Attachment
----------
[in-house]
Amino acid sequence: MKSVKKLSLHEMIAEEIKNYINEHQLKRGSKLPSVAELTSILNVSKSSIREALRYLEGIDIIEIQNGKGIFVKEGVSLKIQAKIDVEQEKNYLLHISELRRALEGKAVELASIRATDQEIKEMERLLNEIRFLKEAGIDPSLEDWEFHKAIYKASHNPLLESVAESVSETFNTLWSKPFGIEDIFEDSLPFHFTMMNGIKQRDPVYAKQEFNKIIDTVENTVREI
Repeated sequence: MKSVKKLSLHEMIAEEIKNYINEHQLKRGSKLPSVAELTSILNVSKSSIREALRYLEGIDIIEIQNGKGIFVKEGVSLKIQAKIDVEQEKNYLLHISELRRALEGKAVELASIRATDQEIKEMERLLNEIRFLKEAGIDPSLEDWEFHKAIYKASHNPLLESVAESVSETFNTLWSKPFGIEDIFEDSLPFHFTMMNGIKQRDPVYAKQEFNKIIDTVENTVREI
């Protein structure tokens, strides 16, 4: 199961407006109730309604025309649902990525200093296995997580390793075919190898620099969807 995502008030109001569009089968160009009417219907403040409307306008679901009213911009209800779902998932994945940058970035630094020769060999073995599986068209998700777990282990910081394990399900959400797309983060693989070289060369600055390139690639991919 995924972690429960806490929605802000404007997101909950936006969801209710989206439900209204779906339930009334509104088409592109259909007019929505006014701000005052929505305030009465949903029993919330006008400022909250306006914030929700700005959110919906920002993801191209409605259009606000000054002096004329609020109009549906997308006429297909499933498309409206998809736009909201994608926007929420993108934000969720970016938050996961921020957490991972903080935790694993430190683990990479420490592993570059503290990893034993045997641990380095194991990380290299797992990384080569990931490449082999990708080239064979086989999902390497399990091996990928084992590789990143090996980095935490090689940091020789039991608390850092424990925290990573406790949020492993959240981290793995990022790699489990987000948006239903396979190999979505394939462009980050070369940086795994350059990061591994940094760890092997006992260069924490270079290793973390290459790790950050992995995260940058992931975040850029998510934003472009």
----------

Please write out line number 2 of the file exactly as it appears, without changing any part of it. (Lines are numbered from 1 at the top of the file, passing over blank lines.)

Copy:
Amino acid sequence: MKSVKKLSLHEMIAEEIKNYINEHQLKRGSKLPSVAELTSILNVSKSSIREALRYLEGIDIIEIQNGKGIFVKEGVSLKIQAKIDVEQEKNYLLHISELRRALEGKAVELASIRATDQEIKEMERLLNEIRFLKEAGIDPSLEDWEFHKAIYKASHNPLLESVAESVSETFNTLWSKPFGIEDIFEDSLPFHFTMMNGIKQRDPVYAKQEFNKIIDTVENTVREI